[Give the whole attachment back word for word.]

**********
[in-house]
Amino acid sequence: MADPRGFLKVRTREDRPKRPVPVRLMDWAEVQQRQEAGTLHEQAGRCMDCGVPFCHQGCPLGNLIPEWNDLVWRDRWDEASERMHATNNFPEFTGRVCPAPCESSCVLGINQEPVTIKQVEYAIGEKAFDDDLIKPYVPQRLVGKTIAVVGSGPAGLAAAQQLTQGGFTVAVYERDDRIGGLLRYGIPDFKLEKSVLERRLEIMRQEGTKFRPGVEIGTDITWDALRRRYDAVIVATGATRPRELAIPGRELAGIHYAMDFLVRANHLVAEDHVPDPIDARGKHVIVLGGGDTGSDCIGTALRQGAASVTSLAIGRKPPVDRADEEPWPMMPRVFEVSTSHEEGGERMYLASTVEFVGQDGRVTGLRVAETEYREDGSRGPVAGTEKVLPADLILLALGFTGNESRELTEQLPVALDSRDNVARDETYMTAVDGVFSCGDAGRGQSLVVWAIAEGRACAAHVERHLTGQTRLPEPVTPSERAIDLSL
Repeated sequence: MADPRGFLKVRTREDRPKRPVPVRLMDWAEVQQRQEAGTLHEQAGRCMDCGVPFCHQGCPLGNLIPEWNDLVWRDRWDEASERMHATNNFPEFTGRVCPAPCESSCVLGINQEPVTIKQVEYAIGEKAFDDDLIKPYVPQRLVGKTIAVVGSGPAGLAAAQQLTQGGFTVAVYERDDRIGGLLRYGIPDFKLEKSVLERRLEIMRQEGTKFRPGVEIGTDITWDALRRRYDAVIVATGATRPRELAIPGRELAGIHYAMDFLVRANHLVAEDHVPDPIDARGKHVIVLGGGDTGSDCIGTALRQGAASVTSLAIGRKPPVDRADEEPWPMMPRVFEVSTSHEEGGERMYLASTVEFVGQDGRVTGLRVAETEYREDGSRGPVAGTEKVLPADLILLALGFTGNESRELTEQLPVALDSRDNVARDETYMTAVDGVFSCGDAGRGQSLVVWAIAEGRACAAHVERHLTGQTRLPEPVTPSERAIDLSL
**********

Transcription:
[in-house]
Amino acid sequence: MADPRGFLKVRTREDRPKRPVPVRLMDWAEVQQRQEAGTLHEQAGRCMDCGVPFCHQGCPLGNLIPEWNDLVWRDRWDEASERMHATNNFPEFTGRVCPAPCESSCVLGINQEPVTIKQVEYAIGEKAFDDDLIKPYVPQRLVGKTIAVVGSGPAGLAAAQQLTQGGFTVAVYERDDRIGGLLRYGIPDFKLEKSVLERRLEIMRQEGTKFRPGVEIGTDITWDALRRRYDAVIVATGATRPRELAIPGRELAGIHYAMDFLVRANHLVAEDHVPDPIDARGKHVIVLGGGDTGSDCIGTALRQGAASVTSLAIGRKPPVDRADEEPWPMMPRVFEVSTSHEEGGERMYLASTVEFVGQDGRVTGLRVAETEYREDGSRGPVAGTEKVLPADLILLALGFTGNESRELTEQLPVALDSRDNVARDETYMTAVDGVFSCGDAGRGQSLVVWAIAEGRACAAHVERHLTGQTRLPEPVTPSERAIDLSL
Repeated sequence: MADPRGFLKVRTREDRPKRPVPVRLMDWAEVQQRQEAGTLHEQAGRCMDCGVPFCHQGCPLGNLIPEWNDLVWRDRWDEASERMHATNNFPEFTGRVCPAPCESSCVLGINQEPVTIKQVEYAIGEKAFDDDLIKPYVPQRLVGKTIAVVGSGPAGLAAAQQLTQGGFTVAVYERDDRIGGLLRYGIPDFKLEKSVLERRLEIMRQEGTKFRPGVEIGTDITWDALRRRYDAVIVATGATRPRELAIPGRELAGIHYAMDFLVRANHLVAEDHVPDPIDARGKHVIVLGGGDTGSDCIGTALRQGAASVTSLAIGRKPPVDRADEEPWPMMPRVFEVSTSHEEGGERMYLASTVEFVGQDGRVTGLRVAETEYREDGSRGPVAGTEKVLPADLILLALGFTGNESRELTEQLPVALDSRDNVARDETYMTAVDGVFSCGDAGRGQSLVVWAIAEGRACAAHVERHLTGQTRLPEPVTPSERAIDLSL